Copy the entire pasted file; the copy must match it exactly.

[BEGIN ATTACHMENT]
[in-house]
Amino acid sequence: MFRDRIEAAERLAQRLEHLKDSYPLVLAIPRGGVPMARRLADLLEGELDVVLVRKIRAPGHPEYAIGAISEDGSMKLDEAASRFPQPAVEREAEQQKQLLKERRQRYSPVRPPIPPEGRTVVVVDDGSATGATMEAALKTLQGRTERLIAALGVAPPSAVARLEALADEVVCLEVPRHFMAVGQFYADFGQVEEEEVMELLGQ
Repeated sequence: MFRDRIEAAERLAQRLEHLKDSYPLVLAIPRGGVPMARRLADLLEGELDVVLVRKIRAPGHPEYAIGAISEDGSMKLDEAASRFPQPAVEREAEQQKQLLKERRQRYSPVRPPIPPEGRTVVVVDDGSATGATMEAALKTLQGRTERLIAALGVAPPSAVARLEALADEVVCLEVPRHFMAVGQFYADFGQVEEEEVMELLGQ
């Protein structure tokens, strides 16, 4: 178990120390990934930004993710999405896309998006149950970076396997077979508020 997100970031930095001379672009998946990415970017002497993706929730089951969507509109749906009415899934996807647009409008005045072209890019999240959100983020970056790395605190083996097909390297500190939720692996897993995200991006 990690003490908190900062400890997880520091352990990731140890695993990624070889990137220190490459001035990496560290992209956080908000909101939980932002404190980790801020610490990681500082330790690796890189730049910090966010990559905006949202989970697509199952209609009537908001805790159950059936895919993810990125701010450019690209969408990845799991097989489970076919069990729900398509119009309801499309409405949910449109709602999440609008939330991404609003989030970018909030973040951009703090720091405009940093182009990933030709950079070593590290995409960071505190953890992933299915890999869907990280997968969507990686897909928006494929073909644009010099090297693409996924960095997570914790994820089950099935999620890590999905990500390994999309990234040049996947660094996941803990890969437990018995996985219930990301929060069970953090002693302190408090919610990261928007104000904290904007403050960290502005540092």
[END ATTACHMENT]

[in-house]
Amino acid sequence: MFRDRIEAAERLAQRLEHLKDSYPLVLAIPRGGVPMARRLADLLEGELDVVLVRKIRAPGHPEYAIGAISEDGSMKLDEAASRFPQPAVEREAEQQKQLLKERRQRYSPVRPPIPPEGRTVVVVDDGSATGATMEAALKTLQGRTERLIAALGVAPPSAVARLEALADEVVCLEVPRHFMAVGQFYADFGQVEEEEVMELLGQ
Repeated sequence: MFRDRIEAAERLAQRLEHLKDSYPLVLAIPRGGVPMARRLADLLEGELDVVLVRKIRAPGHPEYAIGAISEDGSMKLDEAASRFPQPAVEREAEQQKQLLKERRQRYSPVRPPIPPEGRTVVVVDDGSATGATMEAALKTLQGRTERLIAALGVAPPSAVARLEALADEVVCLEVPRHFMAVGQFYADFGQVEEEEVMELLGQ
């Protein structure tokens, strides 16, 4: 178990120390990934930004993710999405896309998006149950970076396997077979508020 997100970031930095001379672009998946990415970017002497993706929730089951969507509109749906009415899934996807647009409008005045072209890019999240959100983020970056790395605190083996097909390297500190939720692996897993995200991006 990690003490908190900062400890997880520091352990990731140890695993990624070889990137220190490459001035990496560290992209956080908000909101939980932002404190980790801020610490990681500082330790690796890189730049910090966010990559905006949202989970697509199952209609009537908001805790159950059936895919993810990125701010450019690209969408990845799991097989489970076919069990729900398509119009309801499309409405949910449109709602999440609008939330991404609003989030970018909030973040951009703090720091405009940093182009990933030709950079070593590290995409960071505190953890992933299915890999869907990280997968969507990686897909928006494929073909644009010099090297693409996924960095997570914790994820089950099935999620890590999905990500390994999309990234040049996947660094996941803990890969437990018995996985219930990301929060069970953090002693302190408090919610990261928007104000904290904007403050960290502005540092």